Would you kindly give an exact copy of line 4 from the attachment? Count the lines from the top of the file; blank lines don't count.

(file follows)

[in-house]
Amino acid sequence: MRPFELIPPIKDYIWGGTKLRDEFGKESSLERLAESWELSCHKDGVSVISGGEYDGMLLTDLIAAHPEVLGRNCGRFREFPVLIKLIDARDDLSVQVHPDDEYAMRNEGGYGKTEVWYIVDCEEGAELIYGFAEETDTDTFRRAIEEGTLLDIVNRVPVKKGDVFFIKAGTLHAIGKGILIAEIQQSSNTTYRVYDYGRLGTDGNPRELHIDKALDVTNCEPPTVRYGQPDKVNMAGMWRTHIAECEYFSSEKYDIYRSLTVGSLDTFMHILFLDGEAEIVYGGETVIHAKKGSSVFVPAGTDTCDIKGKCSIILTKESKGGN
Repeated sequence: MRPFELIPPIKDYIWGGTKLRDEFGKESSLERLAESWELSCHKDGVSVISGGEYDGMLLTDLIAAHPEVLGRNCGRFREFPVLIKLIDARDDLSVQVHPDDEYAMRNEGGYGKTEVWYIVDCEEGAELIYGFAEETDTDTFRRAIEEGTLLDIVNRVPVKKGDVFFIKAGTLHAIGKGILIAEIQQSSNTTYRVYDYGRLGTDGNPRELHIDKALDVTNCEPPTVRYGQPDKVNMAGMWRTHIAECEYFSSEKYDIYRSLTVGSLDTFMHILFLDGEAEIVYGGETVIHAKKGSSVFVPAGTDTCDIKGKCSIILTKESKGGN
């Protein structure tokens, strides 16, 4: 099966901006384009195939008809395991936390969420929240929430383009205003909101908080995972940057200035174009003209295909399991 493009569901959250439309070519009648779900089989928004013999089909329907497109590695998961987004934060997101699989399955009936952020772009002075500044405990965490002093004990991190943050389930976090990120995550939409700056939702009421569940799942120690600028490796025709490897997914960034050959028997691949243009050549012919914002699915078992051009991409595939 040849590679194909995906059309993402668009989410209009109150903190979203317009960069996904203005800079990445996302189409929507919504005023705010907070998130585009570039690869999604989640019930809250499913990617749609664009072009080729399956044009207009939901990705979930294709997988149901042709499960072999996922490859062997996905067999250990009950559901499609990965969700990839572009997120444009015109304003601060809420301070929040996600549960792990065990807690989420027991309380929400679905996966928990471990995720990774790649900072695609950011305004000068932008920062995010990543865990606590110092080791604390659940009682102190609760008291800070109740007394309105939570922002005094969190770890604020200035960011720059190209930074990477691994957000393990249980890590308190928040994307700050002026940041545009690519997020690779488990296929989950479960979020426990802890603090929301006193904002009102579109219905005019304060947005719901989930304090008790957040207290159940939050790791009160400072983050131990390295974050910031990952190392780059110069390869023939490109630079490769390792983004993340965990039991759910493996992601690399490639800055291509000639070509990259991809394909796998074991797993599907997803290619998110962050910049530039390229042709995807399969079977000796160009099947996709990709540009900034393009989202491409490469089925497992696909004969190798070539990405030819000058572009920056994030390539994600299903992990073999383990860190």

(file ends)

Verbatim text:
């Protein structure tokens, strides 16, 4: 099966901006384009195939008809395991936390969420929240929430383009205003909101908080995972940057200035174009003209295909399991 493009569901959250439309070519009648779900089989928004013999089909329907497109590695998961987004934060997101699989399955009936952020772009002075500044405990965490002093004990991190943050389930976090990120995550939409700056939702009421569940799942120690600028490796025709490897997914960034050959028997691949243009050549012919914002699915078992051009991409595939 040849590679194909995906059309993402668009989410209009109150903190979203317009960069996904203005800079990445996302189409929507919504005023705010907070998130585009570039690869999604989640019930809250499913990617749609664009072009080729399956044009207009939901990705979930294709997988149901042709499960072999996922490859062997996905067999250990009950559901499609990965969700990839572009997120444009015109304003601060809420301070929040996600549960792990065990807690989420027991309380929400679905996966928990471990995720990774790649900072695609950011305004000068932008920062995010990543865990606590110092080791604390659940009682102190609760008291800070109740007394309105939570922002005094969190770890604020200035960011720059190209930074990477691994957000393990249980890590308190928040994307700050002026940041545009690519997020690779488990296929989950479960979020426990802890603090929301006193904002009102579109219905005019304060947005719901989930304090008790957040207290159940939050790791009160400072983050131990390295974050910031990952190392780059110069390869023939490109630079490769390792983004993340965990039991759910493996992601690399490639800055291509000639070509990259991809394909796998074991797993599907997803290619998110962050910049530039390229042709995807399969079977000796160009099947996709990709540009900034393009989202491409490469089925497992696909004969190798070539990405030819000058572009920056994030390539994600299903992990073999383990860190």